Let’s assume you were not 100% sure of the defendant’s address while you were filing the claim; this could pose as a potential problem during service of process.  However, you can order a “skip trace search“, or corporate search, in other to find the current address of the individual or company. It is important to note that;

 

  • It doesn’t matter if the address on Plaintiff’s claim (form 7A), and the address where the service was effected corresponds. So long as it is done accordingly to the rules and procedures of serving the small claims

 

Another important thing to note is;

 

  • You can file for a motion to serve the defendant(s) by email, mail or fax if the process server was not successful in serving the plaintiff’s claim upon the defendant(s). However, you must show “diligence” in other for the judge to grant your motion. For example, the process server must complete, sign, and notarize an “Affidavits of Attempted  Service form” that shows at least three attempts made to serve the defendant(s).

 

4. Filing the Proof of service form

 

Once the plaintiff’s claim has been successfully served on all parties involved, the next course of action is to:

  • Complete — fill an affidavit of service form i.e. Form 8A
  • Sign Form 8A in front of a commissioner of taking affidavits
  • Notarize/commission Form 8A
  • File Form 8A


Who completes Form 8A — Affidavit of Service (AOS) form?

“An affidavit of service is a document that is notarized by a commissioner of taking affidavits to show that the defendant(s) was legally served”.

Form 8A must be completed by the “Process Server” (the person who served the plaintiff’s claim). 

After  the process server completes and commissions Form 8A; Either you or the Process Server can file Form 8A at the courthouse that issued the plaintiff’s claim, or online (you can file Form 8A online just the way you filed the plaintiff’s claim).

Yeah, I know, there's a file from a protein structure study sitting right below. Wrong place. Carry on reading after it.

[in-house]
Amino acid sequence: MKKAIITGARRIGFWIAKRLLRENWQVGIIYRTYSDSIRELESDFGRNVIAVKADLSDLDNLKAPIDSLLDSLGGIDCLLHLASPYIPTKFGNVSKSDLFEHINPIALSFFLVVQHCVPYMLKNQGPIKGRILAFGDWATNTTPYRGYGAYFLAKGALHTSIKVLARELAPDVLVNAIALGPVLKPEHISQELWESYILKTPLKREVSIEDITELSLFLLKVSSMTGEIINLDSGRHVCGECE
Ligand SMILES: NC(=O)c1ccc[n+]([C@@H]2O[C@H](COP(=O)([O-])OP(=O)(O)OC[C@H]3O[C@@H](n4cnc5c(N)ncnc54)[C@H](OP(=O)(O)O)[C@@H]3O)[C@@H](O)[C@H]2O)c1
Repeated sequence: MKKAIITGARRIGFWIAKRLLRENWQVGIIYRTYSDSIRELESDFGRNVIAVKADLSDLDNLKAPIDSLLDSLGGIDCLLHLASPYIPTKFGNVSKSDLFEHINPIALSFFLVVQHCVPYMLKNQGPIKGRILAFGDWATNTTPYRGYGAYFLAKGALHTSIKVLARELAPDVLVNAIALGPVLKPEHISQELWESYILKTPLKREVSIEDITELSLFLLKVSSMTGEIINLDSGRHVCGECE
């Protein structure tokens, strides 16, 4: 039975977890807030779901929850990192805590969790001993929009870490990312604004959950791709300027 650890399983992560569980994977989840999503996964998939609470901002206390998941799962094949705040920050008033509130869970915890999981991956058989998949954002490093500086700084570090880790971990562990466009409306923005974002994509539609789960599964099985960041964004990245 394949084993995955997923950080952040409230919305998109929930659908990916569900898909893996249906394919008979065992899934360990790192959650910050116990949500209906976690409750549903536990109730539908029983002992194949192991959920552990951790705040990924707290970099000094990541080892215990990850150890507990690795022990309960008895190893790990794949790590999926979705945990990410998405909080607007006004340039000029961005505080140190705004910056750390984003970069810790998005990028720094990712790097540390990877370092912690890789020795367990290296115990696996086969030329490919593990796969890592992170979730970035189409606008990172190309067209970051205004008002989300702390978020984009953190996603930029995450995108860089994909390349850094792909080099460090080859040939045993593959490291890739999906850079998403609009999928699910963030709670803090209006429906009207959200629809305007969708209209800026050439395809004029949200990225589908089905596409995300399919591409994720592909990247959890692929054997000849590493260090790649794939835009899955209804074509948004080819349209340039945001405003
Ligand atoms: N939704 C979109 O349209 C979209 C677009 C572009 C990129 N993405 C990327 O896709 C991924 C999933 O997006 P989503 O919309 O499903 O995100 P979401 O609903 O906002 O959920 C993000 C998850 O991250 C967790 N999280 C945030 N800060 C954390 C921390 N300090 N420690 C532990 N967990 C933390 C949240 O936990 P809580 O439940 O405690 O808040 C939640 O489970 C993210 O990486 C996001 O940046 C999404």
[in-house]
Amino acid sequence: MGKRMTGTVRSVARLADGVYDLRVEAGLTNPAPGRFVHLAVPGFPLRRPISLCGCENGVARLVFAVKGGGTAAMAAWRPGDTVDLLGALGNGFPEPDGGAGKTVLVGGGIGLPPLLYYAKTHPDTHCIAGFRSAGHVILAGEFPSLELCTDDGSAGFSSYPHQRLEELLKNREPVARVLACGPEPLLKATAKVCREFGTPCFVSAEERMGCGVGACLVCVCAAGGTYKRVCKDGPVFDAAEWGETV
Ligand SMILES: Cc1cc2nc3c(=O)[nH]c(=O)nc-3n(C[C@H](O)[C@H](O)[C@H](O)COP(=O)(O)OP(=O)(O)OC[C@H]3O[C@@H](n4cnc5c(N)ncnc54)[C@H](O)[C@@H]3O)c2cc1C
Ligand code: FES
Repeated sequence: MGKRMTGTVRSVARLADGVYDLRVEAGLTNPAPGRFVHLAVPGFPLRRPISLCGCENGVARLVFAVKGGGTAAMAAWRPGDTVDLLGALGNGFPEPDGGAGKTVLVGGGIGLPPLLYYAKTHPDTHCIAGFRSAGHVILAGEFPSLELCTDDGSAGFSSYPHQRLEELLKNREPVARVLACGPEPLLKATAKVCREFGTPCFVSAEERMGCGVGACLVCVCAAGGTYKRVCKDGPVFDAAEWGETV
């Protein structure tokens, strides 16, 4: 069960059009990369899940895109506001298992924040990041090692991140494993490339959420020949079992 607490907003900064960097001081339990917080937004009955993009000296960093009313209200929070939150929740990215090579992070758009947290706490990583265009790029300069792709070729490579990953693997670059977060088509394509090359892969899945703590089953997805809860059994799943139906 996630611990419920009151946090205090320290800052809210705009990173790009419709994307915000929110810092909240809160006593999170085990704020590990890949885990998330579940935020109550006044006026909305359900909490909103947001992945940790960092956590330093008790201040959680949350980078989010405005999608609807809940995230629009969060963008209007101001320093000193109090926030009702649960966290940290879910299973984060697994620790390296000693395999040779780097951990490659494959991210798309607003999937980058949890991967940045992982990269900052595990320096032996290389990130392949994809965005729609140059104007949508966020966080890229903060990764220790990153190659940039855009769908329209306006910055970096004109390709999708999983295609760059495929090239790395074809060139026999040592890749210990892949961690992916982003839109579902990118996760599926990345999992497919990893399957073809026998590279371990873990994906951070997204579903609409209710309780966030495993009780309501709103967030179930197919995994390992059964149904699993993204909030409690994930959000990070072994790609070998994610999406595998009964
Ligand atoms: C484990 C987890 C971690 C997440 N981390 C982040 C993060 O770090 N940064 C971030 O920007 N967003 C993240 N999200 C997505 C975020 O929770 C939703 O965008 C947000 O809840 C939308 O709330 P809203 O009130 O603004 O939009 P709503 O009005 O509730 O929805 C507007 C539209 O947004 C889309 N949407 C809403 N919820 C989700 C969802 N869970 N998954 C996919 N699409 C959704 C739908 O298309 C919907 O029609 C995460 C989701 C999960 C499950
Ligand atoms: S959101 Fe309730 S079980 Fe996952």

5. Wait for the Judge’s ruling

 

After you have filed the affidavit of service (Form 8A) . The next step is to wait for the judge’s decision regarding the matter. The defendant has twenty (20) calendar days (from when they were served) to file their defense against your claim. If the defendant(s) files a defense within the given time, then the plaintiff(s) and defendant(s) have to attend a settlement conference.

If no agreement is reached during the conference, then the case is taken to trial.

Regardless of the result of the trial, all parties have the option to appeal the court’s decision.

 

TIPS: How to Win Your Small Claims Case

 

There is no proven formula for winning a case. However, the following tips will help tip the ruling in your favor:

  • Keep clean records of all the events. While it is impossible to be ready for any eventuality, keeping records makes it easy to produce evidence of an event when you need to. These include receipts, lease agreements, and so on. Physical records are hard to dispute. Documentation matters!
  • Make sure your claim is realistic. You know how much you should get from a suit; it is also very clear from the beginning just how much you lost. Keep your claim realistic. This increases the chances of the court ruling in your favor as opposed to when the claim seems incredible.
  • Do enough research. Before filing your claim, make sure that you are up to date on all matters about small claims. Get to know all the laws surrounding the matter and how to avoid making mistakes. There are enough resources online that can fully educate you on Canadian laws and requirements for a small claim.
  • Do a proper service. Make sure the person who is serving the plaintiff’s claim knows what they are doing. If the plaintiff’s claim is not served properly, then it may result in your claim getting dismissed

 

I hope you find this article on how to serve small claims in Canada helpful for you. Please, let us know if you have any questions.